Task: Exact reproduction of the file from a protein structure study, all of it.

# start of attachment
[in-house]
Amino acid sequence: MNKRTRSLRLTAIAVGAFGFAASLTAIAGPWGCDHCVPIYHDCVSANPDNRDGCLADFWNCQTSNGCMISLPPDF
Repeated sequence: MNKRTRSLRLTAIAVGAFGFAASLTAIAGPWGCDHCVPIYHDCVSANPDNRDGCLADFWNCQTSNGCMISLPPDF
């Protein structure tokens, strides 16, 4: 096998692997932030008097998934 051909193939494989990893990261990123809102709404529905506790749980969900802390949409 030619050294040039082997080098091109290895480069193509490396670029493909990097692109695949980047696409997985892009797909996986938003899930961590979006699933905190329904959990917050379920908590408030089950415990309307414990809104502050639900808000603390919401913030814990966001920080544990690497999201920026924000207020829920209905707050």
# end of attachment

[in-house]
Amino acid sequence: MNKRTRSLRLTAIAVGAFGFAASLTAIAGPWGCDHCVPIYHDCVSANPDNRDGCLADFWNCQTSNGCMISLPPDF
Repeated sequence: MNKRTRSLRLTAIAVGAFGFAASLTAIAGPWGCDHCVPIYHDCVSANPDNRDGCLADFWNCQTSNGCMISLPPDF
């Protein structure tokens, strides 16, 4: 096998692997932030008097998934 051909193939494989990893990261990123809102709404529905506790749980969900802390949409 030619050294040039082997080098091109290895480069193509490396670029493909990097692109695949980047696409997985892009797909996986938003899930961590979006699933905190329904959990917050379920908590408030089950415990309307414990809104502050639900808000603390919401913030814990966001920080544990690497999201920026924000207020829920209905707050």